Rural Radio Explosion
Newslink Africa (news service), London, Jan.
(World Press Review, March 2000)
According to some estimates, there are now 2,000 rural radio
stations in Africa and developing nations in the Caribbean and
Pacific regions. This compares with a mere handful a decade ago,
when most rural radio took the form of an hour's programming on
the national station. The explosion of rural radio has been in
three areas. First, and this is often overlooked by the more recent
converts to the medium, national radio stations have greatly increased
their air-time for items of rural concern, in part by expanding
their programming and, more significantly, by opening regional
stations. Senegal is typical, where the national station has set
up six regional stations with high rural content, sometimes known
as Radio Disso, or "dialogue radio."
The second area of growth has been in local and community
radio stations. In Mali, there are about 300 local stations, many
more per person than in the Netherlands, for example. Other countries
with similar surges include Burkina Faso, Uganda, and South Africa.
Their strength is their closeness to the local population, and
for this reason they are often known as "proximity radio."
Finally, commercial stations are extending their operations
into rural areas, having established themselves profitably in
the major urban centers. In some smaller nations, such as Jamaica,
commercial stations have long had a rural focus, but this is now
becoming a general trend throughout African, Caribbean, and Pacific
"We could well be on the verge of a partial implosion
of rural radio," notes Dudu Diallo, a professional broadcaster
in West Africa. "That the dramatic growth in radio stations
could take place at all is thanks to the wave of democratization
that has swept most ACP states," he says.
The fall of the oligarchies has also been accompanied by a
decrease in the complexity and cost of broadcasting technology.
Now anyone can get the basic equipment for a local FM station
for no more than US $3,000, Diallo says. "The consequences
have been obvious, and at times hard on our ears and on our cultural
tastes. But even here there are positive points: the further acceptance
of radio, already the most appropriate communication medium in
All stakeholders in rural broadcasting have an active role
to play in ensuring its viability. The state, no longer a monopoly,
still needs to ensure that regulatory bodies can perform properly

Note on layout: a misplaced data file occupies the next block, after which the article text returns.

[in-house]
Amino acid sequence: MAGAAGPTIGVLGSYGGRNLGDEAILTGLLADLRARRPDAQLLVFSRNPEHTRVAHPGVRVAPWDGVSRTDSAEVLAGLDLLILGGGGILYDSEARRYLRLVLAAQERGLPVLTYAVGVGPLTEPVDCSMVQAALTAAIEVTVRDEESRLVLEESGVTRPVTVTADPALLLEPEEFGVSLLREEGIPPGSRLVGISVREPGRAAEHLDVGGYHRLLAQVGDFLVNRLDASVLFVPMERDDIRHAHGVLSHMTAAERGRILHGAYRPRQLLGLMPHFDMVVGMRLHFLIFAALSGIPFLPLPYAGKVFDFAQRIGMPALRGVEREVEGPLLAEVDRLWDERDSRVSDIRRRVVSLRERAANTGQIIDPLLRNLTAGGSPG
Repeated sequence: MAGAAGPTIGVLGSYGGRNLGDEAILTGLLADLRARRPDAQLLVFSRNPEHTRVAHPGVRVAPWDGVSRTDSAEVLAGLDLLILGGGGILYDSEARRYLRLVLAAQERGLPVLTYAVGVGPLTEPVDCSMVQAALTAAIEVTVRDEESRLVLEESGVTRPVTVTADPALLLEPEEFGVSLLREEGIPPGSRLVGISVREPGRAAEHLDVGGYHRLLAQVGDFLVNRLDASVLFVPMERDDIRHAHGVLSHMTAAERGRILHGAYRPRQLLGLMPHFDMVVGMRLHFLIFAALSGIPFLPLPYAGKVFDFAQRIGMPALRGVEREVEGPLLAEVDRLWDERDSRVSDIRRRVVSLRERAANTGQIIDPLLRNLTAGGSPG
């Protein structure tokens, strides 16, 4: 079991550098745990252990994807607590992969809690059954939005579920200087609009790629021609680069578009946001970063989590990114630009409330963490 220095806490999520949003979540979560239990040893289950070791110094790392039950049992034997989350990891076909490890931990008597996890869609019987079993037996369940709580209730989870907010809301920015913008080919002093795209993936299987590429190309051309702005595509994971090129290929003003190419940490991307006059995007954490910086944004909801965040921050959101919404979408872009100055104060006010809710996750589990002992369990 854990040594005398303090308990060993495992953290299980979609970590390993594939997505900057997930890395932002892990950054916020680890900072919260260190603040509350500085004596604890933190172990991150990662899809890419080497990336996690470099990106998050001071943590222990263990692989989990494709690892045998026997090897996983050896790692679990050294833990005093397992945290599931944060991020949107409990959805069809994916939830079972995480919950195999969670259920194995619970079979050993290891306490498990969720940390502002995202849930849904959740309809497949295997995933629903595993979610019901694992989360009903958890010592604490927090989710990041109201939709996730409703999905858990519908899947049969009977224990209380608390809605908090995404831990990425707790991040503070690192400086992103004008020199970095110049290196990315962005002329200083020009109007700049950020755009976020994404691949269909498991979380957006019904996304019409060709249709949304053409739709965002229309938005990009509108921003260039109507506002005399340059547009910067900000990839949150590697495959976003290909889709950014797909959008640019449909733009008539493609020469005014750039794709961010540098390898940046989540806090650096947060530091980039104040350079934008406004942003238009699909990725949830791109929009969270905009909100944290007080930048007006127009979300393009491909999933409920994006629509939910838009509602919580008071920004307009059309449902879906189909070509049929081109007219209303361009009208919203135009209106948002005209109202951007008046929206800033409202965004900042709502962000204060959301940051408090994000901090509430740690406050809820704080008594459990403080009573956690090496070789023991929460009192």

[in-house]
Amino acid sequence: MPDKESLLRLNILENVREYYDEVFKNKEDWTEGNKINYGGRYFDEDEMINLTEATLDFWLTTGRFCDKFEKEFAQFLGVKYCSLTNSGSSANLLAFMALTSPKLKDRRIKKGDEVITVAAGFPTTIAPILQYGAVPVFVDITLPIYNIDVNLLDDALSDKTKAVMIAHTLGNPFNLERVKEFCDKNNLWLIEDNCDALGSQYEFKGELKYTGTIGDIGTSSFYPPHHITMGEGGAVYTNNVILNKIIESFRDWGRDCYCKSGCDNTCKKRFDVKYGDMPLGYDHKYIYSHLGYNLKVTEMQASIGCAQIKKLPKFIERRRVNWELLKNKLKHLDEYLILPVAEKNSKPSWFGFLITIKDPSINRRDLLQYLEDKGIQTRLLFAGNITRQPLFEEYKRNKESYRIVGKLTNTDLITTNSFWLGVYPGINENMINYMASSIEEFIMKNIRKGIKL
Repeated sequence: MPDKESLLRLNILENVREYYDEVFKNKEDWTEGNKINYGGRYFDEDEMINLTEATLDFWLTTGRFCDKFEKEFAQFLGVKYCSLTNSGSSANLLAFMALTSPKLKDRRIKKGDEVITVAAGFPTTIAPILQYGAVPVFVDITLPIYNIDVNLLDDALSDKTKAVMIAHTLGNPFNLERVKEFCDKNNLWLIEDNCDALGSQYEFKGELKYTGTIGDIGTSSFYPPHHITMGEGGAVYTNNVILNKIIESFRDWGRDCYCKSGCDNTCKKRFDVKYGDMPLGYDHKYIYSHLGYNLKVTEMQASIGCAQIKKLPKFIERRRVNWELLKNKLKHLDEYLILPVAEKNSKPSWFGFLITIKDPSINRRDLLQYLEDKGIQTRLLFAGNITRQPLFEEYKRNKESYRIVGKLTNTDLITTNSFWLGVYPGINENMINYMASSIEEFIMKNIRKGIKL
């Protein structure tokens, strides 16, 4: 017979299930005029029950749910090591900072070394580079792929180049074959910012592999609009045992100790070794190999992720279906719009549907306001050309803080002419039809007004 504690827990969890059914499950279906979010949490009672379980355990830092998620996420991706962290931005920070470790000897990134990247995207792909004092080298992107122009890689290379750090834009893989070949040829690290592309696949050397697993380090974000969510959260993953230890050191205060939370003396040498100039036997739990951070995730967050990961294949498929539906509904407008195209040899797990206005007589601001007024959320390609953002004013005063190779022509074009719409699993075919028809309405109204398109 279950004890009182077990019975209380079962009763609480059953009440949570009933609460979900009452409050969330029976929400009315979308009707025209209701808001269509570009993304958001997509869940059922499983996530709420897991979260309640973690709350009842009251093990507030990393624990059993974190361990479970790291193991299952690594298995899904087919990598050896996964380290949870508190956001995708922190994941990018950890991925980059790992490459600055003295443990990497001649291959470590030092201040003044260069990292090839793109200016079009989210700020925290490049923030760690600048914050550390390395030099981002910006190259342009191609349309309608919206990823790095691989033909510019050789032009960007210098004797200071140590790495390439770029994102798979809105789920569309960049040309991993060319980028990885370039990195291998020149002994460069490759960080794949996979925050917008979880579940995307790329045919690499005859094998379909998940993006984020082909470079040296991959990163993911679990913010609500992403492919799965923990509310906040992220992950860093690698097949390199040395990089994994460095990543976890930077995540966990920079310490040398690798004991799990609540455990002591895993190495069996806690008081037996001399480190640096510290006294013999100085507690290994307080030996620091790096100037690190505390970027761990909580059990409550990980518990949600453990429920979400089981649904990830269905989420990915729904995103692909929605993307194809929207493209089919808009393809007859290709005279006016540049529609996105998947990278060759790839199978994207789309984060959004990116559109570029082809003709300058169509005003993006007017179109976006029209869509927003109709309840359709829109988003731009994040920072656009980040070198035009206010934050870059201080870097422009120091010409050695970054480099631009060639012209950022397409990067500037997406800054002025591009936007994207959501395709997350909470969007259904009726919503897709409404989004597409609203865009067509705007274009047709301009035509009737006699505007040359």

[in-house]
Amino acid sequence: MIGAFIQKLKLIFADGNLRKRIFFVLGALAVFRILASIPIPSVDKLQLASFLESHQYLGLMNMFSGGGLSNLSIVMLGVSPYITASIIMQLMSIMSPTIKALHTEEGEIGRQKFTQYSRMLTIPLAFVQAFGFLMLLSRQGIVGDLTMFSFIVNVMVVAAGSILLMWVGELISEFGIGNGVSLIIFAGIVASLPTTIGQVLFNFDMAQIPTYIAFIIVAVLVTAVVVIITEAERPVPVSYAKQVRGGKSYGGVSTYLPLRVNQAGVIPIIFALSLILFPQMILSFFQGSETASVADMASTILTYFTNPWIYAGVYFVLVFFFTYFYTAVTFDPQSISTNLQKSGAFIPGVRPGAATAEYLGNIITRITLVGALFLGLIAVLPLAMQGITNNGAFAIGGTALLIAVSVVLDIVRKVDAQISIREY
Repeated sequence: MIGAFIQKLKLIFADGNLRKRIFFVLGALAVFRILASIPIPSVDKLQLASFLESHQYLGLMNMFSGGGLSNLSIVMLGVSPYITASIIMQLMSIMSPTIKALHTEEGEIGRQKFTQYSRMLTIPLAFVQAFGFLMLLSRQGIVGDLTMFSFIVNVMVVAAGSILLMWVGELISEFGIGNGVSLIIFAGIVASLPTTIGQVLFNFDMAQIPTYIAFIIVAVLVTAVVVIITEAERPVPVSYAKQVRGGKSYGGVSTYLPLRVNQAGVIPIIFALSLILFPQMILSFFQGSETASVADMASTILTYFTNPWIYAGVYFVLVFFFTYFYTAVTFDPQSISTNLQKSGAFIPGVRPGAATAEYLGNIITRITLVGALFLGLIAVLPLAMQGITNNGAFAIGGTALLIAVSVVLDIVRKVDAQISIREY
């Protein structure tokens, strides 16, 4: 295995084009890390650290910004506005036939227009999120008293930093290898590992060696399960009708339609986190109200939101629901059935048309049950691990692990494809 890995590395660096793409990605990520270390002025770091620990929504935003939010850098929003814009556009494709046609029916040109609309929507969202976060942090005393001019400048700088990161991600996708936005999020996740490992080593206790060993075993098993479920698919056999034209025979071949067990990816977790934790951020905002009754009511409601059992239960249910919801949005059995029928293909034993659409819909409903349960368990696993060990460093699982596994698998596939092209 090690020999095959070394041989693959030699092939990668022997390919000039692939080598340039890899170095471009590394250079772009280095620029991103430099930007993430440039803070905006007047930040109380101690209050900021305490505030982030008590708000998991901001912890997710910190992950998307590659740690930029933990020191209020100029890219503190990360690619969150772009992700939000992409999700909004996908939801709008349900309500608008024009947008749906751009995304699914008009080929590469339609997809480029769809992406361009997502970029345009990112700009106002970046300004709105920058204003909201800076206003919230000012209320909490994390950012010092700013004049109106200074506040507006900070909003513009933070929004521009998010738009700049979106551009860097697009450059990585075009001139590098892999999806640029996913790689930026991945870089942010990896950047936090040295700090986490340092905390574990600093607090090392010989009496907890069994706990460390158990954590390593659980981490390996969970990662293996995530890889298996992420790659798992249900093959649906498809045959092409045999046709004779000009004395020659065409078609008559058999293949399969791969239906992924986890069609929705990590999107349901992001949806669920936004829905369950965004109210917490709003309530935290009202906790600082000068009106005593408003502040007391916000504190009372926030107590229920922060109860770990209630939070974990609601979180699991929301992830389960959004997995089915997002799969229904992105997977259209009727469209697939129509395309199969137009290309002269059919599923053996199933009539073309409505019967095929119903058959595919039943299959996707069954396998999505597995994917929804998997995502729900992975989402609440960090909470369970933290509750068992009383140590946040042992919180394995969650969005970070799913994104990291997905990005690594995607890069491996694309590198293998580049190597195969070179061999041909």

and freely, especially in allocating frequencies and overseeing
broadcasting ethics. And the state, together with external partners,
can ensure that infrastructure is in place and intact: antennas,
relay stations, and their maintenance. And above all, the listeners
must ensure that the stations can continue to serve them.
One way is through subscription. Studies have shown that the
annual operating costs of a rural station in West Africa are about
$20,000. This is well within the grasp of some community-based
stations. The National Council for Conservation and Cooperation
Among Rural Communities in Senegal, which operates a rural radio
station, is a case in point. It has formed a federation of about
The other way is through direct advertising and sponsorship.
This has been done successfully with many external partners, from
oil companies sponsoring technical broadcasts for fishermen, to
national and international bodies providing AIDS education for
The rural radio stations that will prosper are the popular
ones. This does not necessarily mean that the airwaves will be
full of pop music. Stations must earn and keep listeners' loyalty
by providing constant quality and relevance. With a loyal audience,
able to mobilize its own subscriptions and provide an interesting
market for sponsors and advertisers, most decent stations will
However, there are significant costs in setting up stations
in terms of equipment and staff, not to mention maintaining both
these assets in good working order. Here the international community
has a role to play. "We need to explain to donors that investment
in rural radio is not just a fashion, but direct long-term investment
in essential infrastructure," stresses Diallo.
New technologies, such as the Internet, already help by giving
local stations the means to exchange programs regularly and punctually
through computer networks. Experts are convinced that rural radio
stations, at least the ones that deserve to survive, have superb
decades of service ahead.